Authored by: Somiha Chatterjee
Edited by: Soumya Singhal, Yamini Negi
Women’s financial inclusion improves their agency while also impacting their growth and productivity. With the advent of Digital India, the term ‘financial inclusion’ has been highly associated with digital financial services. The Covid-19 pandemic may have propelled the adoption and usage of technology and expedited India’s digital transformation.
The goal of making financial services available through digital platforms is to reduce poverty and contribute to a generally more inclusive financial playing field. However, women’s limited access to these digital technologies in India poses the danger of pushing them towards the wrong side of a persistent digital divide. In light of these conditions, this paper explores the trajectory of financial inclusion and the efficacy of digital interventions in closing the gender gap in financial inclusion in India.
BACKGROUND: INVESTIGATING THE TRAJECTORY OF FINANCIAL INCLUSION OF WOMEN IN INDIA
The Reserve Bank of India [RBI] defines financial inclusion as “making financial services accessible to people from low income and weaker socio-economic backgrounds and ensuring credit access to these groups.” (Reserve Bank of India 2015: 1) While the Indian banking system prioritised the weaker socio-economic groups since the 1970s, it did not include women under this category until 2013 (Chavan 2020).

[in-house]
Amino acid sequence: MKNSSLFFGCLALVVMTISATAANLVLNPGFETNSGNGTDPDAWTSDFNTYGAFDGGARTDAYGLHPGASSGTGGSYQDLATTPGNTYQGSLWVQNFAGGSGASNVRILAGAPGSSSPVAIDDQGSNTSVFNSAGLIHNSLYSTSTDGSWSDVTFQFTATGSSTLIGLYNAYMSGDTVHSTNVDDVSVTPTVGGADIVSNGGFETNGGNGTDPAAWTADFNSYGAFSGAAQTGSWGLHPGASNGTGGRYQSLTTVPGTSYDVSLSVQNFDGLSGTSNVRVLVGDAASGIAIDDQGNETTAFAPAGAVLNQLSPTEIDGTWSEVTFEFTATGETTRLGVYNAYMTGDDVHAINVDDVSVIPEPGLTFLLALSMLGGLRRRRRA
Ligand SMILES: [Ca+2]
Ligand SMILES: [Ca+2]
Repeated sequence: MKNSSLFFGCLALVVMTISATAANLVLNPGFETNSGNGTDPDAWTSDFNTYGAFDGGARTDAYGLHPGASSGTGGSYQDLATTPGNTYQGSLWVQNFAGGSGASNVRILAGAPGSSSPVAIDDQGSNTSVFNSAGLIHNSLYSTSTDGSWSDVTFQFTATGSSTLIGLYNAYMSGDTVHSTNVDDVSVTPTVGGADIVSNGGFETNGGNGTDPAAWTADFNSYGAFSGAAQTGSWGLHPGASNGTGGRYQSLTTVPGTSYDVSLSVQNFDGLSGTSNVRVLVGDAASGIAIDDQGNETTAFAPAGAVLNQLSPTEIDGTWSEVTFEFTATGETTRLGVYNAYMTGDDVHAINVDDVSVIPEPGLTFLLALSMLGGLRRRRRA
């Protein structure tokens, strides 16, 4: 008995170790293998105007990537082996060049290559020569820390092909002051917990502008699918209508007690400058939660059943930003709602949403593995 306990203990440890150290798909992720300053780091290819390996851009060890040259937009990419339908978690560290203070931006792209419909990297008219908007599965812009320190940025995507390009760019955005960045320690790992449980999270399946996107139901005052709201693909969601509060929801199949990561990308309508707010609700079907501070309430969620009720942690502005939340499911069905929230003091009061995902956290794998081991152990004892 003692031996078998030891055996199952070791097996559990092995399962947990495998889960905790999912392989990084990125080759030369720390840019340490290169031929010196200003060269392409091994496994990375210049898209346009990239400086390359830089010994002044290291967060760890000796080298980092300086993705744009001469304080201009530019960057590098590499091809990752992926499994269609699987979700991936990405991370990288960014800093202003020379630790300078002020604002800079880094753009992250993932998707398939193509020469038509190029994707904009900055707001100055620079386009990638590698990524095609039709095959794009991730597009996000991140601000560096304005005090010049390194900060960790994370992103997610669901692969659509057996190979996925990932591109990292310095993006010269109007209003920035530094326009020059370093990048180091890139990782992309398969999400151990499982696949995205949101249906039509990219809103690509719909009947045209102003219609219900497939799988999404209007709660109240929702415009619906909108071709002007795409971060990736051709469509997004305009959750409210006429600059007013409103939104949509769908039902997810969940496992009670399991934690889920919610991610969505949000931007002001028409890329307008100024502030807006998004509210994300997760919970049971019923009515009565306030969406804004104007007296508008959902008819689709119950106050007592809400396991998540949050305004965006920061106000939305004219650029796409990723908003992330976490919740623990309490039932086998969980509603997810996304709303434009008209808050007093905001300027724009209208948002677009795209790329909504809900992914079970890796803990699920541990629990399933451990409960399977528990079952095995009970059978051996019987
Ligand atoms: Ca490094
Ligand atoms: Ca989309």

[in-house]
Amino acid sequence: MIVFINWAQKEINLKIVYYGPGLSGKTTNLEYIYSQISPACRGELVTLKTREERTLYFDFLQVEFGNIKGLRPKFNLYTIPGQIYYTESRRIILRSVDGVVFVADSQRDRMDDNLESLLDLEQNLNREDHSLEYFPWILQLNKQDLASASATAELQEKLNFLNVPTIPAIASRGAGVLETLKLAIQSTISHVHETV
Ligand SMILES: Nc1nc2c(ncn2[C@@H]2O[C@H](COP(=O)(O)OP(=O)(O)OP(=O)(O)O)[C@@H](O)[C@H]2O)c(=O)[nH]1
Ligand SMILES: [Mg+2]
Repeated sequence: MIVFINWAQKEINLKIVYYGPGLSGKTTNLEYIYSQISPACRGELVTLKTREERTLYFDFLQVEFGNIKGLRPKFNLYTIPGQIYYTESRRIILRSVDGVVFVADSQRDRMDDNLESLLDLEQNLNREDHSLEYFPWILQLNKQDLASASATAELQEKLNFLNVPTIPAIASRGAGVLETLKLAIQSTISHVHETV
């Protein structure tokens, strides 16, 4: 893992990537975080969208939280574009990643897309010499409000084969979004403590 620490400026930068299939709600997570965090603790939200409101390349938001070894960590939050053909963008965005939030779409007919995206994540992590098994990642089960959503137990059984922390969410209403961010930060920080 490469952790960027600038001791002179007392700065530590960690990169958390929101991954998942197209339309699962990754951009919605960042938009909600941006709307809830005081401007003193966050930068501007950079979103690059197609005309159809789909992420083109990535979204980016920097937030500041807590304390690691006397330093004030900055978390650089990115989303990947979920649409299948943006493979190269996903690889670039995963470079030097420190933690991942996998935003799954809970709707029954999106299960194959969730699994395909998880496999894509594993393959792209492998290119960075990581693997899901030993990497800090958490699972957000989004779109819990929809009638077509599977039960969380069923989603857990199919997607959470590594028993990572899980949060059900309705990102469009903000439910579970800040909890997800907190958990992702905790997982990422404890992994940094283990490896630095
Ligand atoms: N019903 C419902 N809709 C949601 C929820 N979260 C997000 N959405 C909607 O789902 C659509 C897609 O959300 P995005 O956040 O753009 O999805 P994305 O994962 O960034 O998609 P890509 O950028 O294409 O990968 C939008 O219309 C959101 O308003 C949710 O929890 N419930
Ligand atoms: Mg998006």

Between 1990 and 2010, RBI and the central government adopted a series of measures to ensure a holistic approach towards making financial services available to women. These measures included Basic Savings Bank Deposit Account [BSBDA], establishment of Financial Literacy Centres [FLCs], implementation of Banking Correspondents [BC] models, and bank Self Help Group [SHG] linkage programmes. During this period, microfinance institutions [MFIs] became prominent for their crucial role in making credit available to women. However, despite the growing influence of MFIs in India, a majority of women still relied on informal sources of finance owing to the high interest rates of SHG loans. These high interest rates made these loans unaffordable for many women (Chavan and Bhaskar 2009).
Before the introduction of Prime Minister Jan Dhan Yojna [PMJDY], financial inclusion in India faced some significant challenges surrounding lack of coordination among stakeholders, lack of proper planning, and operational issues. With the commencement of PMJDY in 2014, a large section of the unbanked mass in the country, of which about 55% were women, entered the formal financial fold. Between 2014 and 2017, bank account ownership in India rose from 43% to 77% among women (Figure 1). Consequently, the gender gap between bank account holders declined. The gender disparity in financial inclusion reduced from 19.8% in 2014 to 6% in 2017.